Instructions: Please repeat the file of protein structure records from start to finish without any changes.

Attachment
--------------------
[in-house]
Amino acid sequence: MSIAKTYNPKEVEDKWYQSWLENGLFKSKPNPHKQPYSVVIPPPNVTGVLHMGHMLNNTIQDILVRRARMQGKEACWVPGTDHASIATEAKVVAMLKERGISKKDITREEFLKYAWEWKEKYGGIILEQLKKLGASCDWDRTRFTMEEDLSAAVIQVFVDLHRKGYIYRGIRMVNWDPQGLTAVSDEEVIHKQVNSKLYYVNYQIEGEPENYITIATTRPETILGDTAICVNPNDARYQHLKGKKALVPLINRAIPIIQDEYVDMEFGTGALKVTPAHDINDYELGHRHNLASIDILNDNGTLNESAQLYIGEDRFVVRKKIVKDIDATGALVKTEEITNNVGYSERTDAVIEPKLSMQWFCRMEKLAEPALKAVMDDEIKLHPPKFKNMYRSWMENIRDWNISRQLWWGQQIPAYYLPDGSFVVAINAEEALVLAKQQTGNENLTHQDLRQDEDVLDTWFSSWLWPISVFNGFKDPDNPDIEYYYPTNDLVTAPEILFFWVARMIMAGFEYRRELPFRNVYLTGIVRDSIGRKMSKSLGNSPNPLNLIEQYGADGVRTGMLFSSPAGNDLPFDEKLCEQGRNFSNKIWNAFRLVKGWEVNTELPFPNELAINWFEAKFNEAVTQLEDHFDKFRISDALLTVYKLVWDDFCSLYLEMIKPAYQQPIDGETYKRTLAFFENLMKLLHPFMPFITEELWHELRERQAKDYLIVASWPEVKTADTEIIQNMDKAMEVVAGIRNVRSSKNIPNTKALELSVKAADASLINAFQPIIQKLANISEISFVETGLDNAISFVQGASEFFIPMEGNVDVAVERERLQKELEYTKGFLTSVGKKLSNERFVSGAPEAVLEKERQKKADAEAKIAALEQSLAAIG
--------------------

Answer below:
[in-house]
Amino acid sequence: MSIAKTYNPKEVEDKWYQSWLENGLFKSKPNPHKQPYSVVIPPPNVTGVLHMGHMLNNTIQDILVRRARMQGKEACWVPGTDHASIATEAKVVAMLKERGISKKDITREEFLKYAWEWKEKYGGIILEQLKKLGASCDWDRTRFTMEEDLSAAVIQVFVDLHRKGYIYRGIRMVNWDPQGLTAVSDEEVIHKQVNSKLYYVNYQIEGEPENYITIATTRPETILGDTAICVNPNDARYQHLKGKKALVPLINRAIPIIQDEYVDMEFGTGALKVTPAHDINDYELGHRHNLASIDILNDNGTLNESAQLYIGEDRFVVRKKIVKDIDATGALVKTEEITNNVGYSERTDAVIEPKLSMQWFCRMEKLAEPALKAVMDDEIKLHPPKFKNMYRSWMENIRDWNISRQLWWGQQIPAYYLPDGSFVVAINAEEALVLAKQQTGNENLTHQDLRQDEDVLDTWFSSWLWPISVFNGFKDPDNPDIEYYYPTNDLVTAPEILFFWVARMIMAGFEYRRELPFRNVYLTGIVRDSIGRKMSKSLGNSPNPLNLIEQYGADGVRTGMLFSSPAGNDLPFDEKLCEQGRNFSNKIWNAFRLVKGWEVNTELPFPNELAINWFEAKFNEAVTQLEDHFDKFRISDALLTVYKLVWDDFCSLYLEMIKPAYQQPIDGETYKRTLAFFENLMKLLHPFMPFITEELWHELRERQAKDYLIVASWPEVKTADTEIIQNMDKAMEVVAGIRNVRSSKNIPNTKALELSVKAADASLINAFQPIIQKLANISEISFVETGLDNAISFVQGASEFFIPMEGNVDVAVERERLQKELEYTKGFLTSVGKKLSNERFVSGAPEAVLEKERQKKADAEAKIAALEQSLAAIG